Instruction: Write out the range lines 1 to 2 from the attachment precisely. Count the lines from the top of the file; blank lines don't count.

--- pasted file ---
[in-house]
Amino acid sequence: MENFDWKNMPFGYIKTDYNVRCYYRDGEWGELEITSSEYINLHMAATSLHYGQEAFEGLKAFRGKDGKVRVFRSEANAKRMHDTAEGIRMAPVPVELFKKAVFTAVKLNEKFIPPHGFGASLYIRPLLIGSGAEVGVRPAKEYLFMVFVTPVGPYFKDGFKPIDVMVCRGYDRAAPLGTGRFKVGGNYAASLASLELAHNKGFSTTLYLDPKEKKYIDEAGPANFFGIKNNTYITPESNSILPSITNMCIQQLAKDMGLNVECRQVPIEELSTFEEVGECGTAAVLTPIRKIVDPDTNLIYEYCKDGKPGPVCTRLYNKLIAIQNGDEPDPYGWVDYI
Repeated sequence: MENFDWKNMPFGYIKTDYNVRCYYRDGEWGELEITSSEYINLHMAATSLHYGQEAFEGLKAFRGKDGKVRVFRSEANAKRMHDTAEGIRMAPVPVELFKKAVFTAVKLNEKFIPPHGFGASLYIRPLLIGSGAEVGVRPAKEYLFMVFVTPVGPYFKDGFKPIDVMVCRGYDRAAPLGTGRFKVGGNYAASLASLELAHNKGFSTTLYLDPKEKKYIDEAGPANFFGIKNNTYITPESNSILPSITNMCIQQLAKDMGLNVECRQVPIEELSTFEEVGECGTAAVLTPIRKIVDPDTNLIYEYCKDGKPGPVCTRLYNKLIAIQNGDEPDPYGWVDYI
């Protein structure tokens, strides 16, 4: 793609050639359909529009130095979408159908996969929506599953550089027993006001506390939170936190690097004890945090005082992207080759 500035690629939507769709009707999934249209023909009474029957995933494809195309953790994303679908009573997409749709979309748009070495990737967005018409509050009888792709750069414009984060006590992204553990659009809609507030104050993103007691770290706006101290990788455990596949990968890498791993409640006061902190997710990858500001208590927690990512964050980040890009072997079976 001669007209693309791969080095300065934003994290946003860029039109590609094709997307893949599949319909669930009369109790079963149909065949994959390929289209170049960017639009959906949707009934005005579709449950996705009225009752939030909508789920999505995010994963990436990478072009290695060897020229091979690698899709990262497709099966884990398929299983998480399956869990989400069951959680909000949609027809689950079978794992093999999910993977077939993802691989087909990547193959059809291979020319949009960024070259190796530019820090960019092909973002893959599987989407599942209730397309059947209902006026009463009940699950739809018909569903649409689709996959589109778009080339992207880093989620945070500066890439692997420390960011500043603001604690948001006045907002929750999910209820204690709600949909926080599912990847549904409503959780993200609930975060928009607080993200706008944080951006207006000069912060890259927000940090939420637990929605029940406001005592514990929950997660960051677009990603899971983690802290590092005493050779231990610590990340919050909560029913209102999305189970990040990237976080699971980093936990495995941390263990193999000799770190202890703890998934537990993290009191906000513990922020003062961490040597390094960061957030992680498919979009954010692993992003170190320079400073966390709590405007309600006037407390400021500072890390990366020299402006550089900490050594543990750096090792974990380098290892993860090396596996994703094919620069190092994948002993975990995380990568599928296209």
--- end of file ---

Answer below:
[in-house]
Amino acid sequence: MENFDWKNMPFGYIKTDYNVRCYYRDGEWGELEITSSEYINLHMAATSLHYGQEAFEGLKAFRGKDGKVRVFRSEANAKRMHDTAEGIRMAPVPVELFKKAVFTAVKLNEKFIPPHGFGASLYIRPLLIGSGAEVGVRPAKEYLFMVFVTPVGPYFKDGFKPIDVMVCRGYDRAAPLGTGRFKVGGNYAASLASLELAHNKGFSTTLYLDPKEKKYIDEAGPANFFGIKNNTYITPESNSILPSITNMCIQQLAKDMGLNVECRQVPIEELSTFEEVGECGTAAVLTPIRKIVDPDTNLIYEYCKDGKPGPVCTRLYNKLIAIQNGDEPDPYGWVDYI